Why create a product?
Do you remember the first time you asked yourself, “What if I created a product and sold it?”
- Perhaps you were tired of all the 1:1 skype lessons you were teaching.
- Maybe you wanted to toy with the idea of the so-called passive income.
- Or you may have wanted to make more money without looking for another student.
I remember that thought first crossed my mind in 2011. At the time I had been teaching 5-7 lessons a day, and having a heavy social media, content and email marketing agenda (without much strategy though), so I was busy.
I discovered that I would use the same materials in class over and over again and wondered if I could somehow cut out the time I spent in class on similar explanations and channel the students to my tutorials/e-course/e-book instead.
To make a long story short, I did create an e-book and two e-courses, of which I may have sold no more than 30 items over 5 years, and most of my customers were my 1:1 students at the time.
Ironically, I had zero “outside” customers, and I had no idea where I would get them.
So my first problem after figuring out what to sell was who to sell the product to.
An email list
I had read somewhere by then that the larger is your email list, the more chances you had to sell your product.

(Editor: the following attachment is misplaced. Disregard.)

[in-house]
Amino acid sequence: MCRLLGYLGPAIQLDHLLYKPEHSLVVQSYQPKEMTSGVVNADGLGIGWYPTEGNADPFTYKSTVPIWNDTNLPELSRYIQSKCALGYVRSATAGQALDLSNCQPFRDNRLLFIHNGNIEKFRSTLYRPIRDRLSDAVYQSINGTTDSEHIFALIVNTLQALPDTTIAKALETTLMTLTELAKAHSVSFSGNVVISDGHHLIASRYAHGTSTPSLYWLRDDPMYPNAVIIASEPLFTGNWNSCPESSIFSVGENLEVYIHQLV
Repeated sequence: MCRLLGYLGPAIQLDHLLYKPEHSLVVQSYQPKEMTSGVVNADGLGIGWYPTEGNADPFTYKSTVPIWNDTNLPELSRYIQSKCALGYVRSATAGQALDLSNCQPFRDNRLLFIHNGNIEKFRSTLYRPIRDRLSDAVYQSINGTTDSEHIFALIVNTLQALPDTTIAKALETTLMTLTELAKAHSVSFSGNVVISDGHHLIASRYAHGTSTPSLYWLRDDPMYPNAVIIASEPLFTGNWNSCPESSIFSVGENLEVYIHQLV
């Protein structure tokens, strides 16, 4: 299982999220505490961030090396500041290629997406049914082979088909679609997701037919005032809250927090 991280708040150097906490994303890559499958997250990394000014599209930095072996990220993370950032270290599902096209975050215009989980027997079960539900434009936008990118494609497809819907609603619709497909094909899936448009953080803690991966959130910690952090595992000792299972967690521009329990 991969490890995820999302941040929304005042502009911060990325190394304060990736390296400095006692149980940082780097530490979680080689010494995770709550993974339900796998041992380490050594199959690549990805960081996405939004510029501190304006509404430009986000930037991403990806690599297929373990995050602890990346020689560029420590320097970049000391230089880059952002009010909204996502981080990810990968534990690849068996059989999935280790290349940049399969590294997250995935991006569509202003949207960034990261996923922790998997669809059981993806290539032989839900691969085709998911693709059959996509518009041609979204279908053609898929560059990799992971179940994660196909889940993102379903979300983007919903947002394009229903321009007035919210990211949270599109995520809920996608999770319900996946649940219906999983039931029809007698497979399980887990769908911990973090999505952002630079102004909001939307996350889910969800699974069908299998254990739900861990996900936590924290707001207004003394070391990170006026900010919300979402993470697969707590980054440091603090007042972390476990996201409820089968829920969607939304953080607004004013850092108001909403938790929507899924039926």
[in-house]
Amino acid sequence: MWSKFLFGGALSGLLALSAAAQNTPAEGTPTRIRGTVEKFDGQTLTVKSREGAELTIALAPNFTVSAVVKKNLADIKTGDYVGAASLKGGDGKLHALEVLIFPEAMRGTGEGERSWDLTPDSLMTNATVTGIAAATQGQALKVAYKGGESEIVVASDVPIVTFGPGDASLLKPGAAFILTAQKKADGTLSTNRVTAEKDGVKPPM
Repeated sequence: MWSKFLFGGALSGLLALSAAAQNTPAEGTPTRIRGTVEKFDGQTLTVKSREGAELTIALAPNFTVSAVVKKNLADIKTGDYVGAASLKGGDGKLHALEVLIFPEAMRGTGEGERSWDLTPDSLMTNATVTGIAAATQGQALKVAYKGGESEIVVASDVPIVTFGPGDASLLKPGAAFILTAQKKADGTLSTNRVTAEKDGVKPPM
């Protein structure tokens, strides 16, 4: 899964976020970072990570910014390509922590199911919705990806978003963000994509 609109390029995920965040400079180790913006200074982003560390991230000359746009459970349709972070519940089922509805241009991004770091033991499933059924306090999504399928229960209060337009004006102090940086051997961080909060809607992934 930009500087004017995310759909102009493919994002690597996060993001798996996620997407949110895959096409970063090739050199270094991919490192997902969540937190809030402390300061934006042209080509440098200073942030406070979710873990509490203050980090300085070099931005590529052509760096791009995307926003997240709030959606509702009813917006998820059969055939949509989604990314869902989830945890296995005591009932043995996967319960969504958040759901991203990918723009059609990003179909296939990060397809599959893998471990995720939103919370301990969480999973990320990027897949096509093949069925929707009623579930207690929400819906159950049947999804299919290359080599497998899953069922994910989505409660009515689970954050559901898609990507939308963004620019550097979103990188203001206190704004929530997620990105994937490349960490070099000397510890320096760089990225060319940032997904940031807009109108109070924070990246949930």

My list at the time had over 500 people, and I would send them updates religiously every week, but I only got 2-4 skype students out of it over 4 years.
Not a high return on my investment, considering that over the 4 years I had spent close to $800 on that particular email marketing service.
So after some time I decided that email list wasn’t working for me, so I closed the account and went back to teaching 1:1 students trying to sell them my e-courses and e-books.
Fast forward 2 years.
Today ⅔ of my business revenue is generated by my list. I don’t personally know all the people who buy my e-books, trainings, e-courses and programs, but the majority of them are my subscribers.
So, I went back to email marketing to generate sales after all, and they “suddenly” began picking up.
Is this some magic bullet, luck or something else?
One thing that has changed since my last unfortunate product sales experience is strategy. I now know exactly what I am supposed to sell, who to sell to and how to make repeat sales.
From my conversations in the Opted out group I hear teachers wanting to create and sell a course, but without strategy any product quickly becomes a liability, not an asset.
Just like my “super cool” e-textbook that I put together years ago that I was only able to sell to my skype students at the time, and it hasn’t been selling since I stopped teaching 1:1.
So if you would like to create a product, sell it and have repeat sells that grow exponentially, there’re 10 things that you can do to make sure this will happen.
Eye-opener: Sales aren’t about magic or luck. Just like with language learning we know it’s not about magic, but about strategy, sales are determined by the following factors that you need to examine before you choose where you can set up a paypal button.